I would argue that any pile combining causality and blind chance can only be the equivalent of our dice-rolling robot, and that the application of the scientific worldview therefore casts doubt on the reality of free will. Just as we should not make any serious decision based on the assumption that God exists, or the assumption that we live forever, so we should not make any serious decision on the assumption that people have free will. The obvious and substantial emotional benefits of belief in free will should be junked in deference to the principle of the simplest hypothesis. One last time, we have to choose between science and a comforting lie — this time, it is the lie of free will — and we must choose science, and forget about free will.
The Ethical Culture movement is rigorous in its application of Occam’s razor to God and immortality, and then throws the razor away when it’s time to confront the third and final dragon of free will. This is absolutely self-contradictory. If we are willing to apply Occam’s razor to the attributes of God, we should be willing to apply it to our own attributes. Any other approach smacks of favoritism. Furthermore, as we have already noted, free will is part of a narrative involving God and souls. If there is no God, passing out souls, how did we get our hands on free will? Why is it that only people are alleged to have free will, and that no one feels the need to busy himself running around wreaking revenge on misbehaving tigers and polar bears? Once we realize that God, immortality, and free will are all part of the same story, we can see that rejecting God and immortality, but holding onto free will, makes as much sense as understanding that Luke Skywalker and Princess Leia are fictional characters, but holding to a belief that there really was someone called Han Solo.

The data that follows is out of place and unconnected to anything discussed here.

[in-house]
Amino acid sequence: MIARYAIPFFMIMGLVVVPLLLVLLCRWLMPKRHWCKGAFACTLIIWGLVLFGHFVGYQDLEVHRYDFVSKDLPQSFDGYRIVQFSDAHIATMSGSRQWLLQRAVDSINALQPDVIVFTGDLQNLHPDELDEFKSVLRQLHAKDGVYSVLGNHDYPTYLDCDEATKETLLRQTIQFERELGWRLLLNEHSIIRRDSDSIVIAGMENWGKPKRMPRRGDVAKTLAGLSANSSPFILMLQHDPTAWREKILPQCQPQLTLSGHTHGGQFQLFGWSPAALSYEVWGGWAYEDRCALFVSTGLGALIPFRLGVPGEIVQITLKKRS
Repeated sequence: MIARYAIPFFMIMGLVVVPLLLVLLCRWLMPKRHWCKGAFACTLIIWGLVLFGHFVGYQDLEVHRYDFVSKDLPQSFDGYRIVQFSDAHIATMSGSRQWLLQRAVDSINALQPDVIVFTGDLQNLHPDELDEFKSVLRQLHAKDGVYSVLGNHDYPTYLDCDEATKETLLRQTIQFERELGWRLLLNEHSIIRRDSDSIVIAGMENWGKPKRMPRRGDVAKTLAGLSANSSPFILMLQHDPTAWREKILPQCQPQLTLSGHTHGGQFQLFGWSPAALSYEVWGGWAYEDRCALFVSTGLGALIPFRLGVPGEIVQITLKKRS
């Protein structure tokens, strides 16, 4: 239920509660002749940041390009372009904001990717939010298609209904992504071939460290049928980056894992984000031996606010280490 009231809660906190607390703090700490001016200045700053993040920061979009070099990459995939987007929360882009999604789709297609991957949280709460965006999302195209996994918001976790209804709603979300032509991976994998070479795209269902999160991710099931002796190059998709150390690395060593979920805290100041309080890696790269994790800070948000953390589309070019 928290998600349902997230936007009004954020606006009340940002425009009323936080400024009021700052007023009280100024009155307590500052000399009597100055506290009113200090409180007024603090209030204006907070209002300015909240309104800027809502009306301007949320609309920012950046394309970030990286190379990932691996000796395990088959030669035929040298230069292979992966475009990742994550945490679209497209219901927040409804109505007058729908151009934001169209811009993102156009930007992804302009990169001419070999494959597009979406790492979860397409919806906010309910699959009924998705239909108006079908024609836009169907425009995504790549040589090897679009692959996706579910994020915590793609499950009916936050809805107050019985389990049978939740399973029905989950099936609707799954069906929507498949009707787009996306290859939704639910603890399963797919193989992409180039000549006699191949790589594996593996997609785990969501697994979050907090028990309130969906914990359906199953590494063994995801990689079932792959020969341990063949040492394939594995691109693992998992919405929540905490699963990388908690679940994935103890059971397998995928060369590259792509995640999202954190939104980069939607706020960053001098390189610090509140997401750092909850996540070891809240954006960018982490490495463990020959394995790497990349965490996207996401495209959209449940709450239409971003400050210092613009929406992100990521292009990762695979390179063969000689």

As Spinoza and Lincoln tried to teach us, when we discard free will, we are discarding hatred, anger, envy, malice, guilt, and anxiety. So the next, and very practical question is this: Can you run a society without hatred, anger, envy, malice, guilt, and anxiety?
Lincoln did. He ran our society much better than the many presidents we have had since who have believed in free will, hatred, anger, envy, malice, guilt, and anxiety. Indeed, in general, the pioneers of liberal democracy – Locke, Voltaire, Jefferson, John Stuart Mill, Lincoln, Darrow, in more recent history, Abe Fortas – are all people with conspicuous doubts about free will.
Many people think that, when you give up God, you have to give up ethics. The whole point of the Ethical Culture movement, of course, is that this is not true. God is a factual claim – an allegation about what is. Ethics is a matter of what should be. We can make our own ethical commitments without God telling us what they should be. Indeed, if God should, in fact, appear and tell us what our ethical commitments should be, that wouldn’t prove God was giving us the right advice. Many religious people, of course, simply assume that what God says to do is the right thing to do, but, if you define “good” as simply whatever God says, then the difference between good and bad loses all ethical content. Doing the right thing merely means doing what you’re told. I won’t spend anymore time on this point, as I assume everyone here agrees that ethics can exist without God.